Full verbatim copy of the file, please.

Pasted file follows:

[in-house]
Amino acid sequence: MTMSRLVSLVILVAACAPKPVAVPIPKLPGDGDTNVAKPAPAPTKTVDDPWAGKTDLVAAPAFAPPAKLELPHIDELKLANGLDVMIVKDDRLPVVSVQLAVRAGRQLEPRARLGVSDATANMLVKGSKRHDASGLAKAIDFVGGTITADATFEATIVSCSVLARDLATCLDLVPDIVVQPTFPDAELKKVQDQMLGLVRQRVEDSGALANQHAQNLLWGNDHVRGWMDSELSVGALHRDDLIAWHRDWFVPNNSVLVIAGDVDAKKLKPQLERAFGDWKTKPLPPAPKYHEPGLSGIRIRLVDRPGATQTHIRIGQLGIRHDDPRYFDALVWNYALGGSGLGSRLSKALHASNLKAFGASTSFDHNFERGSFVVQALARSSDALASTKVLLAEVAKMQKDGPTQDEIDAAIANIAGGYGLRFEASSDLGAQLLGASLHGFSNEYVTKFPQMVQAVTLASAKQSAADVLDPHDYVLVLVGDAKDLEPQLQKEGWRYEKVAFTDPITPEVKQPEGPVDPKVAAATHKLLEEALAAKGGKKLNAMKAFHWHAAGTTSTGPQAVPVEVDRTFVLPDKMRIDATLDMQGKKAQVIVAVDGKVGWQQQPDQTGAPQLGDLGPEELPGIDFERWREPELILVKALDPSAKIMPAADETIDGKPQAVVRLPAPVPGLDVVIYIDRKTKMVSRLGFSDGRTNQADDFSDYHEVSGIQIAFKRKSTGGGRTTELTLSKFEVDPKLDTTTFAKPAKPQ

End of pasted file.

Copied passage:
[in-house]
Amino acid sequence: MTMSRLVSLVILVAACAPKPVAVPIPKLPGDGDTNVAKPAPAPTKTVDDPWAGKTDLVAAPAFAPPAKLELPHIDELKLANGLDVMIVKDDRLPVVSVQLAVRAGRQLEPRARLGVSDATANMLVKGSKRHDASGLAKAIDFVGGTITADATFEATIVSCSVLARDLATCLDLVPDIVVQPTFPDAELKKVQDQMLGLVRQRVEDSGALANQHAQNLLWGNDHVRGWMDSELSVGALHRDDLIAWHRDWFVPNNSVLVIAGDVDAKKLKPQLERAFGDWKTKPLPPAPKYHEPGLSGIRIRLVDRPGATQTHIRIGQLGIRHDDPRYFDALVWNYALGGSGLGSRLSKALHASNLKAFGASTSFDHNFERGSFVVQALARSSDALASTKVLLAEVAKMQKDGPTQDEIDAAIANIAGGYGLRFEASSDLGAQLLGASLHGFSNEYVTKFPQMVQAVTLASAKQSAADVLDPHDYVLVLVGDAKDLEPQLQKEGWRYEKVAFTDPITPEVKQPEGPVDPKVAAATHKLLEEALAAKGGKKLNAMKAFHWHAAGTTSTGPQAVPVEVDRTFVLPDKMRIDATLDMQGKKAQVIVAVDGKVGWQQQPDQTGAPQLGDLGPEELPGIDFERWREPELILVKALDPSAKIMPAADETIDGKPQAVVRLPAPVPGLDVVIYIDRKTKMVSRLGFSDGRTNQADDFSDYHEVSGIQIAFKRKSTGGGRTTELTLSKFEVDPKLDTTTFAKPAKPQ